What is a Legacy?


When I think about why I want to write and tell stories, the most significant reason is because without stories to help me navigate and understand my life, I might not still be here. It was my friends on the page at Hogwarts that got me through years of bullying. It was the music of RENT that helped me come into my own and embrace my brand of weird. It was Doctor Who that made me realize no one in the universe is unimportant—including me. So as I awoke today—on the day which marks 7 years since my mother died—I can’t help but think about the newest story in my life that’s helping me through. Hamilton.

You’re an orphan of course, I’m an orphan! Those few lines from the first time I listened really hit me, for I too am an orphan. Hamilton wrote his way out of his circumstances and poverty, which is what I’m struggling here to do by writing non-stop. He had his revolutionary covenant, as I have my remarkable squad of friends who are always on my side. Seeing all these pieces of myself in a musical penned by someone I’ve never met reminds of the one thing that I really need on days like this—I’m not alone.

But of all the quotes from Hamilton I can think of today—especially It’s Quiet Uptown—the one that actually came first to mind this morning was one from the show’s final song.

What is a legacy? It’s planting seeds in a garden you never get to see.

This line in the context of the show refers to Hamilton reflecting in his final moments about the legacy he may or may not leave behind. He was a man obsessed with “legacy”, wanting his name to live on and mean something. But for me this morning, it was not my own legacy I thought about. It was my mother’s.

She was not a perfect person. She had flaws, pissed off a lot of people, and made many mistakes like the rest of us. But what is her legacy? What is the legacy of a woman who’s obituary was nothing more than a few lines about the family she left behind and that she loved gardening? It is unlikely history will ever remember my mother the way they remember someone prolific like our ten dollar founding father. But there is at least one thing she left behind—me.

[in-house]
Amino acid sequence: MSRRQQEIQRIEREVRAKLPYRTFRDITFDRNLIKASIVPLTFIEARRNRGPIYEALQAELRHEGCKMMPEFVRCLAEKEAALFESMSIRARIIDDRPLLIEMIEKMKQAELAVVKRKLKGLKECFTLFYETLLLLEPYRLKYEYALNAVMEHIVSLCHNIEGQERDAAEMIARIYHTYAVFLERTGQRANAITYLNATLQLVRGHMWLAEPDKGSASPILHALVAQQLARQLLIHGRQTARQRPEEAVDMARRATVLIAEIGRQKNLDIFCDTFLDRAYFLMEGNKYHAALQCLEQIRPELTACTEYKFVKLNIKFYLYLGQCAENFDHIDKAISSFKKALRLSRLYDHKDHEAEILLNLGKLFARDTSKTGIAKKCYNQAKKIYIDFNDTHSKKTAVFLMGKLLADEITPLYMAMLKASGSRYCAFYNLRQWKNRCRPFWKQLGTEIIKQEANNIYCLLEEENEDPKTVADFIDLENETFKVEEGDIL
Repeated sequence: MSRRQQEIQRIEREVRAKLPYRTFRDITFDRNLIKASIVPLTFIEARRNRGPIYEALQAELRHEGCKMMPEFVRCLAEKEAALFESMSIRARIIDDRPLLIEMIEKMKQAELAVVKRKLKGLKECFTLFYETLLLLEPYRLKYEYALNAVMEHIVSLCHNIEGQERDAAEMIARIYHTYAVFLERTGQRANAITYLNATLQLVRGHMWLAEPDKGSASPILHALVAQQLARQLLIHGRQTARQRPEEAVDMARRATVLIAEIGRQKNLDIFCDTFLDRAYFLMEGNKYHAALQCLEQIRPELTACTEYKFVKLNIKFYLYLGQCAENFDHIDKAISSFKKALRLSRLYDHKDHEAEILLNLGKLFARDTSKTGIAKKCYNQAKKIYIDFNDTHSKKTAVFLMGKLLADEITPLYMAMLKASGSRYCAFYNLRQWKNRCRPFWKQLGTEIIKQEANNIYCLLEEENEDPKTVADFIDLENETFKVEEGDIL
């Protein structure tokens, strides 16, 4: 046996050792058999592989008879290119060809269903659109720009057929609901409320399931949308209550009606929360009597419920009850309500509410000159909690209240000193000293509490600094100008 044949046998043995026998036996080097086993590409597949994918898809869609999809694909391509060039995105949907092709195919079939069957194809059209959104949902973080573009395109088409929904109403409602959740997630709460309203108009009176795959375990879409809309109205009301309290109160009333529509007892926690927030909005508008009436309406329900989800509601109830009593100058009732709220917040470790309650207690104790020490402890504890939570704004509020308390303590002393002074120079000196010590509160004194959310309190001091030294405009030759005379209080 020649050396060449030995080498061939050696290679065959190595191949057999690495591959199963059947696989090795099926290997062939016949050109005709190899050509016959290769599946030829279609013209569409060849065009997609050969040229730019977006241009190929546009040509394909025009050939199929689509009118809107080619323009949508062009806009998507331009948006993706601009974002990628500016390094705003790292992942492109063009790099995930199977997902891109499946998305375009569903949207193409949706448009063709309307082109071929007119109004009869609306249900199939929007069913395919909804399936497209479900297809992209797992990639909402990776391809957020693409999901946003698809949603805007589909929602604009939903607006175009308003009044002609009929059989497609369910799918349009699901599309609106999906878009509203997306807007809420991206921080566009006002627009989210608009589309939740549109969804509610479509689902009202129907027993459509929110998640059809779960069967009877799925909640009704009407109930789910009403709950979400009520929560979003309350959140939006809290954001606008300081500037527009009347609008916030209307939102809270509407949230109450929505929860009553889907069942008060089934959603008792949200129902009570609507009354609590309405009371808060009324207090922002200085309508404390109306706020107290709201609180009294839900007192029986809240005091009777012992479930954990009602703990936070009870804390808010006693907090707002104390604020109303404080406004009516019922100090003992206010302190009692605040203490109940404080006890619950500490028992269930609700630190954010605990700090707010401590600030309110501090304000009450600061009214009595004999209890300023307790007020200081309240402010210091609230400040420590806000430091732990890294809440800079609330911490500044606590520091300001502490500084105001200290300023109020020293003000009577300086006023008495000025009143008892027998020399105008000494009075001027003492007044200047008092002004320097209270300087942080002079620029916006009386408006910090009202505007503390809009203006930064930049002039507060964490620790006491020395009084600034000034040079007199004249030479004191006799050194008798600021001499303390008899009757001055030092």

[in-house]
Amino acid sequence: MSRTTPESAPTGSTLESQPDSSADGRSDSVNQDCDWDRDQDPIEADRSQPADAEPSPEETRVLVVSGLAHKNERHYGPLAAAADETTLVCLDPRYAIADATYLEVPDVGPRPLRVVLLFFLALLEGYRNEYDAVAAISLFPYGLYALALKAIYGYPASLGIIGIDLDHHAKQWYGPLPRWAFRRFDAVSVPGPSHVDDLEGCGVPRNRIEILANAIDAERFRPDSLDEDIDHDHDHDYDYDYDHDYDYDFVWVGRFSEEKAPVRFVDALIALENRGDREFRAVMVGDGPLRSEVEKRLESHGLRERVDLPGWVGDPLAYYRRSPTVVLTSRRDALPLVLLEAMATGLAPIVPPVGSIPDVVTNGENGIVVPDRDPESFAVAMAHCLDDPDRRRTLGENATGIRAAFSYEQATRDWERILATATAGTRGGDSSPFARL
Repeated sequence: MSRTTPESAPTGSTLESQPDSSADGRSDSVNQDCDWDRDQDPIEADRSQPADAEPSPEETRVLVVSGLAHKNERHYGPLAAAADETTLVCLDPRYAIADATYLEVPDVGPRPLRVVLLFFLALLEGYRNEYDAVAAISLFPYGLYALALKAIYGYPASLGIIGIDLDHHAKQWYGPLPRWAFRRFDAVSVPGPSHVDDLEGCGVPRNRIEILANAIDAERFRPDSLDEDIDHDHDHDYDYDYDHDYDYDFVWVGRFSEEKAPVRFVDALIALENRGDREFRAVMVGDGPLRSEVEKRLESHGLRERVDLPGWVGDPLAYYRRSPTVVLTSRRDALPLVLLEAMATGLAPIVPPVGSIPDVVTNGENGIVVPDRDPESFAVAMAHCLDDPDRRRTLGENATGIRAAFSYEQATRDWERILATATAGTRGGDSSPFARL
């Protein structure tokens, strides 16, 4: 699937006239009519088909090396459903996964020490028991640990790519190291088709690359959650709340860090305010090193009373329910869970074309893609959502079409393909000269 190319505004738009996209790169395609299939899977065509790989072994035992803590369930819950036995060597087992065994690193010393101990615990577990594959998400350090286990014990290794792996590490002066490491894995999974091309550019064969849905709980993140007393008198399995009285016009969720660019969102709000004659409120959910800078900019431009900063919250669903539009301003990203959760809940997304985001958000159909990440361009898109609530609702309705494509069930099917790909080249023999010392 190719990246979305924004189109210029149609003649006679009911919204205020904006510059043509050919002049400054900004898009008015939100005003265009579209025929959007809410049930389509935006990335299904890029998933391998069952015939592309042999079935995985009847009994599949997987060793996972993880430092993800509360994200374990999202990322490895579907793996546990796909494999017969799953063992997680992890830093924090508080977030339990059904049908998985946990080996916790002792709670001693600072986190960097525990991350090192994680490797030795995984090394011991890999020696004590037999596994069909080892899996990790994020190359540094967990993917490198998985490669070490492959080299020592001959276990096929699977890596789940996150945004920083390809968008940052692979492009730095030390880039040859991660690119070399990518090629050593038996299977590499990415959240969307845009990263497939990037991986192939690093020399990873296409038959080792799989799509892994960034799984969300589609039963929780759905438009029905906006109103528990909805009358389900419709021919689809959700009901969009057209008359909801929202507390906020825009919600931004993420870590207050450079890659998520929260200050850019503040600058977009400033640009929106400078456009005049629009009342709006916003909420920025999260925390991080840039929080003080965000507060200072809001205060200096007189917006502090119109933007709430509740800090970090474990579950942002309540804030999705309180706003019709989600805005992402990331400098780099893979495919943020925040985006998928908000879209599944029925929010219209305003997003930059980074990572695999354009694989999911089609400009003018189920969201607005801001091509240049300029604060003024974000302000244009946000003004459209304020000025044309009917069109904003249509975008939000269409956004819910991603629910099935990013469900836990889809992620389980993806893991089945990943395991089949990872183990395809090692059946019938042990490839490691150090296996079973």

When people leave us, those of us who are left behind are the ones who define their legacy. We carry with us every day what they left us with. And while Cynthia Hannon might never be remembered by the ages, she is remembered with a full heart by me and those she touched because of her kindness.

Her legacy is the fact that she supported & encouraged an artistic child who is now close to being a published author. Her legacy is in the memories of my friends she used to drive out of her way to take home after our drama club practice because their parents didn’t think it was important. Her legacy is love. Its a love that I carry with me every moment of my life. And as the same favorite storyteller behind Hamilton recently reminded me:

Love is love is love is love is love is love is love is love, cannot be killed or swept aside.

So mom, today in your honor, I remember the love you left behind. It will not be swept aside. I’ll keep your flame. I’ll be the one who tells your story.

APRIL 25TH, 1953—JUNE 26TH, 2009






Keep Loving Anyway

I woke up this morning, excited and eager to head downtown for what has become a ritual of mine ever since I came out of the closet as a bisexual/pansexual individual on National Coming Out Day in 2012. Today is Philadelphia’s annual Pride Day, and me and one of my closest queer friends had full intention of getting together, hitting up the parade and celebrating what it is to be young, alive, and authentic to our true selves in America.